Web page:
Similarly, we did not recover an OD2 domain from assembled Embiopteran (Haploembia palaui and Aposthonia japonica) transcriptome data, thus we scanned their constitutive raw short-read RNAseq libraries (of Misof et al.30) via TBLASTN and profile HMM as described previously. No OD2 hits were recovered in either test from either library. The H. palaui EST contig that was found to encode a type-A OD1 (Supplementary Fig. S2 online) encodes a stop codon 423bp downstream of the domain, thus terminating the putative dsx protein without evidence of a recognizable OD2 motif. As we cannot rule out dsx expression/library preparation biases and sequence divergence for these results, it is likely that further transcriptome and particularly genomic sequence will be required to identify and describe the dsx locus and mRNA splicing within the Isoptera and Embioptera. These additional data will confirm whether the dimerization domain has indeed been lost or instead has diverged significantly (beyond our current ability to identify) from the other insects. Loss of the dimerization (OD2) domain would almost certainly impact the DNA-binding affinity of DSX23, however protein function is not lost entirely as DM monomers have been shown to form a low affinity complex in the DNA minor groove and induce DNA-dependent folding21.
Since we recovered only singleton OD1 and OD2 domains from the roaches (Blattodea), we chose to query the assembled genome of the German cockroach Blattella germanica in an attempt to isolate a genomic contig encoding both OD1 and OD2 domains that could be considered high-confidence. A single type-A OD1 motif was recovered on contig JPZV01136765, while a single OD2 domain motif was identified on positions 3574–3717 of contig JPZV01136787 (Supplementary Figs S2, S3 online). Three additional type-B OD1 motifs were recovered, however no hits shared a common genomic contig and thus we were unable to link them. The genome contig encoding the OD1 domain contains 3.6 kb of sequence downstream of the domain, and the contig encoding the OD2 domain contains 3.5 kb of upstream sequence; this is well within the range of intron sizes present between the two domains in dipteran dsx gene models34,35,36, thus it remains possible the two domains are linked and were recovered on separate contigs of a fragmented assembly.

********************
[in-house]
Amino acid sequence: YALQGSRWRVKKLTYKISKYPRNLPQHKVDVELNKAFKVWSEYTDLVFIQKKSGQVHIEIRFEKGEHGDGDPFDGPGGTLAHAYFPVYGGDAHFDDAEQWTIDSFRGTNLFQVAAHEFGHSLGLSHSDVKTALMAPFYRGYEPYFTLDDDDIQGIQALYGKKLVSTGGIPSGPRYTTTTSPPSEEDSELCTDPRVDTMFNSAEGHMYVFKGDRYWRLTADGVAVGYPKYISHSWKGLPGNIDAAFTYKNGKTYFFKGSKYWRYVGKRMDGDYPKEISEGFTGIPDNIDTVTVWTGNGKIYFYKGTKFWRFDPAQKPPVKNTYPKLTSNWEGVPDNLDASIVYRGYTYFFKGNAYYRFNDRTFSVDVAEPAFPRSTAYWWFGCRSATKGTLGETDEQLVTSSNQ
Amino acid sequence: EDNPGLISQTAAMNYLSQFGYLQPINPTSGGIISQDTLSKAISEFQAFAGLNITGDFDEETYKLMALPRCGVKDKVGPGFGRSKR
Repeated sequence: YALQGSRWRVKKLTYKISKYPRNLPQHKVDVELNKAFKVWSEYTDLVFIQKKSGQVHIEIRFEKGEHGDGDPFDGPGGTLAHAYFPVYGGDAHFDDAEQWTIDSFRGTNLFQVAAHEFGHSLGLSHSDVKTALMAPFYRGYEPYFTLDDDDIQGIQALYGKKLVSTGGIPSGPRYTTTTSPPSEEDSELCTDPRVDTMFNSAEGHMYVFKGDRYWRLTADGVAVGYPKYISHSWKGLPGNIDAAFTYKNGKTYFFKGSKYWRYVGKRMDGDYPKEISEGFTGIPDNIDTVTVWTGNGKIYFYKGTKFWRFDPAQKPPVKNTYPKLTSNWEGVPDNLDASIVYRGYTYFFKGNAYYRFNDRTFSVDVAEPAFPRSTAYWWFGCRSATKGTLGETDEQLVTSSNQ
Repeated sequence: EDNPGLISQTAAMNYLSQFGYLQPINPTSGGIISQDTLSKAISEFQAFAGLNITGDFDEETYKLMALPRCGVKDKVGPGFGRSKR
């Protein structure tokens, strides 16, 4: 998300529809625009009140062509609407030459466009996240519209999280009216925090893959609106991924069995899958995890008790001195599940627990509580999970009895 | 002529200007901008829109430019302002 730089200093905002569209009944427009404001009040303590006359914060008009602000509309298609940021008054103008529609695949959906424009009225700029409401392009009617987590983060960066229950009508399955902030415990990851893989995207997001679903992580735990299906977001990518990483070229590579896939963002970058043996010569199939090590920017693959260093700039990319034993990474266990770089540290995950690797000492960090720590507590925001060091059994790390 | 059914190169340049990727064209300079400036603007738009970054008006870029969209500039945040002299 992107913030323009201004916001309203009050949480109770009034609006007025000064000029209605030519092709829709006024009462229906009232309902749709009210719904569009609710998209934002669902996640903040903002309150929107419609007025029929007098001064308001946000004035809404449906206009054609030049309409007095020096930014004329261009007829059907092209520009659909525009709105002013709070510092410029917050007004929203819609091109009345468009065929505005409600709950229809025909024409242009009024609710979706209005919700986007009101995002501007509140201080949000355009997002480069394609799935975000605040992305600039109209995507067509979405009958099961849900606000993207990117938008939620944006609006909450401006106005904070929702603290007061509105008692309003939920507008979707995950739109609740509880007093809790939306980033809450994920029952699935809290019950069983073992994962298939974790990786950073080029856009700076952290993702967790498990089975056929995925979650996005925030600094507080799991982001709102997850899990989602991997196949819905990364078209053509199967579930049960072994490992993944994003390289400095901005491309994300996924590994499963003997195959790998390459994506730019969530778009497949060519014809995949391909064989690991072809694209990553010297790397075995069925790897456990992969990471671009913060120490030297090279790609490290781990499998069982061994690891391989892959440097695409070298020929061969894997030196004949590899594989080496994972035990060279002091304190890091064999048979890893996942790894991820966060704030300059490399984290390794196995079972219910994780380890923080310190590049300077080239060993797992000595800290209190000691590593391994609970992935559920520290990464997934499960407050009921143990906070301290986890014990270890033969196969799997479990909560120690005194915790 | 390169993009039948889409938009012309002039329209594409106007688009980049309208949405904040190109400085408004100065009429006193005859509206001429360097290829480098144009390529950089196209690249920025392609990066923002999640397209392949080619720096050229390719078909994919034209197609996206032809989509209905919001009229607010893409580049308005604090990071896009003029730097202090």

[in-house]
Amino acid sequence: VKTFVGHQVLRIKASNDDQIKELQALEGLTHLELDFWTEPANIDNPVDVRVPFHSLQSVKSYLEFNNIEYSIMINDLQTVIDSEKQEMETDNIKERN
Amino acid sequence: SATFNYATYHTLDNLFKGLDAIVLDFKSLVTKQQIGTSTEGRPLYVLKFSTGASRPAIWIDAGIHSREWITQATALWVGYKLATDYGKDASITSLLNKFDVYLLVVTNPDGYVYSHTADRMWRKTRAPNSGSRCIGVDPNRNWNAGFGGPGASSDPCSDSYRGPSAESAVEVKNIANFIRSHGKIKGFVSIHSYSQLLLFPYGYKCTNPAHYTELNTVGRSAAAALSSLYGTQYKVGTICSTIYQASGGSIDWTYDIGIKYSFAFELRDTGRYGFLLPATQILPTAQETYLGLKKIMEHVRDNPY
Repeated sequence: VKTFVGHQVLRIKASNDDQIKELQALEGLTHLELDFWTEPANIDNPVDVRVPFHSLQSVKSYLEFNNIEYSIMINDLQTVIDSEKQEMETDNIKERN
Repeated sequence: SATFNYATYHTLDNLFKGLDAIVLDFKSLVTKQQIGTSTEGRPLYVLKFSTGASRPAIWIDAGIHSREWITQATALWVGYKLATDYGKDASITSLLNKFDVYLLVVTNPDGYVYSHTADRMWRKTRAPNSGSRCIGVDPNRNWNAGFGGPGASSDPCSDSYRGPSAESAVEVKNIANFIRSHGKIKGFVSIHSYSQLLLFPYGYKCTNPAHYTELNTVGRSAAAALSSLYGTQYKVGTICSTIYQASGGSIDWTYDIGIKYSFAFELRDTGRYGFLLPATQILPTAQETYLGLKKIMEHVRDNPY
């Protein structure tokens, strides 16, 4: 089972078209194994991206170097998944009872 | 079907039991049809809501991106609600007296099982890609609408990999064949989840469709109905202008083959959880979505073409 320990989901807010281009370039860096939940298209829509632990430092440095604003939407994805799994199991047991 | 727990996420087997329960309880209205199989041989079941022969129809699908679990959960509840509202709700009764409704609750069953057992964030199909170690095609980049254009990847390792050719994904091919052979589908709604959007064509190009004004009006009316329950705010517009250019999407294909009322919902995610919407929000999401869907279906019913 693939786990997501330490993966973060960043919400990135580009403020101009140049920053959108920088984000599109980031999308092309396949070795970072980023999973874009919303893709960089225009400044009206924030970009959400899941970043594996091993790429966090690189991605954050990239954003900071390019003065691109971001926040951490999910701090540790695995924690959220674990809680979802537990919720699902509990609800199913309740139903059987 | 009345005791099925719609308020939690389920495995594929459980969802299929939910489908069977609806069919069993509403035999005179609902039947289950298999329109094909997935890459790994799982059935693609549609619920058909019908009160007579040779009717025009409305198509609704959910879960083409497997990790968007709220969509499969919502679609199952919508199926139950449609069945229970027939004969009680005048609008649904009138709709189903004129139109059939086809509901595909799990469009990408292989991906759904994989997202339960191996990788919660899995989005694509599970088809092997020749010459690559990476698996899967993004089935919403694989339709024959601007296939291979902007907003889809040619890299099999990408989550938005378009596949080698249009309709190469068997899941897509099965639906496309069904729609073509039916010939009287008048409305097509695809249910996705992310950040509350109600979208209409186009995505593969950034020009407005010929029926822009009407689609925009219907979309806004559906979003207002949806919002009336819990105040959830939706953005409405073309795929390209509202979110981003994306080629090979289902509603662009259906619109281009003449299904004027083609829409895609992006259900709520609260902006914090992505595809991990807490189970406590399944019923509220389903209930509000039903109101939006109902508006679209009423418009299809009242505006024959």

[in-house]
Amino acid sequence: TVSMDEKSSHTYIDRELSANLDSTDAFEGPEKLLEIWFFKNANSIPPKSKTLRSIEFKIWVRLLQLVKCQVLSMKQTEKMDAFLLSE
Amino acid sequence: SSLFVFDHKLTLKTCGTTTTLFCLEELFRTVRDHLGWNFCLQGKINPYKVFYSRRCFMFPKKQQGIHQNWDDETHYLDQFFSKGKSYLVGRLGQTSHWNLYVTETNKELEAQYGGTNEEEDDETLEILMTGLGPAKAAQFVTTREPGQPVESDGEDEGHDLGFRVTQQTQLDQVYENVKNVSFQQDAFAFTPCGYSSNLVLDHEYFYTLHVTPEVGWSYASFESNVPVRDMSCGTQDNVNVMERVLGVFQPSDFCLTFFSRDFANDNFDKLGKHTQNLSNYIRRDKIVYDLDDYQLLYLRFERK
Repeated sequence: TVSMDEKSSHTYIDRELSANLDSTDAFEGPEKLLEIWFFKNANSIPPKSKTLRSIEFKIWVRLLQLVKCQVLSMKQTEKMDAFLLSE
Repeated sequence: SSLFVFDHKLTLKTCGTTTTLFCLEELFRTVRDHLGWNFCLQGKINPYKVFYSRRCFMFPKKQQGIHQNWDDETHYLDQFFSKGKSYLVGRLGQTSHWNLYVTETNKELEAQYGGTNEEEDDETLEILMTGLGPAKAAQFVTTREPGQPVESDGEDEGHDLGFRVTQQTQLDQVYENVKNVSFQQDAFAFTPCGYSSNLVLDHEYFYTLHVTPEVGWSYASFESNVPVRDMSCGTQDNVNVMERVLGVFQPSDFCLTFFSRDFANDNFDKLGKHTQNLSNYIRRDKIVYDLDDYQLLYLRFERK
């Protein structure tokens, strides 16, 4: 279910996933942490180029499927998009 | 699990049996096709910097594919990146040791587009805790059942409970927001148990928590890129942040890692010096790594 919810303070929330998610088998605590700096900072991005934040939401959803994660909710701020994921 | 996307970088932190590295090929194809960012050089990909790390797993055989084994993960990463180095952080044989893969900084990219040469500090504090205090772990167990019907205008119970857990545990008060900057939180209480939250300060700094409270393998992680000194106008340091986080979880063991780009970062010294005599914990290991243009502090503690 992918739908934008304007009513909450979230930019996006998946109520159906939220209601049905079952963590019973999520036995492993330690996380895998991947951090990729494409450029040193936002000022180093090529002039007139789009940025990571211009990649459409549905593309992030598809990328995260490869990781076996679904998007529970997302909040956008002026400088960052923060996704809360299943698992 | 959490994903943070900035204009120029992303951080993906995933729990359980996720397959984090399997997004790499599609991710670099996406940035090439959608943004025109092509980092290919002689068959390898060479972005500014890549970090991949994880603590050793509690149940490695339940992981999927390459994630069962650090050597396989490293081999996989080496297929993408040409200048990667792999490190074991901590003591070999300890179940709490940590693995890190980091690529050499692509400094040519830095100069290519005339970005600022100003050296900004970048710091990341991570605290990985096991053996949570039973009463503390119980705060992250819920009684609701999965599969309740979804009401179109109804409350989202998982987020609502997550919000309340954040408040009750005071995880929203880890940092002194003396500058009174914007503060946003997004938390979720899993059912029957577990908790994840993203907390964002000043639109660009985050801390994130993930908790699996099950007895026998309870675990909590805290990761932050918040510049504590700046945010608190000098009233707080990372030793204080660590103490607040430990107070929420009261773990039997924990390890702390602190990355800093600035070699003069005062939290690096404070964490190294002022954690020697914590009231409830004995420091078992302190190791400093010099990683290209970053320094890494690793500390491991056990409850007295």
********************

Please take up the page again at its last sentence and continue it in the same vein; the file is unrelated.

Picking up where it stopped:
Several taxa were found to possess modified zinc finger structures responsible for binding target DNA and modulating transcription. The canonical C2H2C4 Cys-His motif19 was notably modified in the high-confidence structures of the Orthoptera (C2H2CHC2) and Zoraptera (C2H3C3) (Supplementary Fig. S1 online). Additional cysteine and histidine residues were observed in members of multiple orders that may affect zinc ion coordination (e.g Metallyticus splendidus, Mantis religiosa, Corydalus cornutus, Xenophysella greensladeae), however further protein biochemistry will be required to qualify the exact effects on DNA-binding affinity.
Gene copy number
The nearest hexapod outgroup taxa with reported doublesex homologs are the water flea Daphnia magna (Arthropoda: Crustacea: Branchiopoda: Cladocera: Daphniidae)26 and the predatory mite Metaseiulus occidentalis (Arthropoda: Chelicerata: Acari: Phytoseiidae)27. Both organisms express two copies of dsx and lack sex-specific alternative splicing in favor of sex-biased expression in males. The possibility thus exists that the hexapod common ancestor may have encoded two or more dsx genes.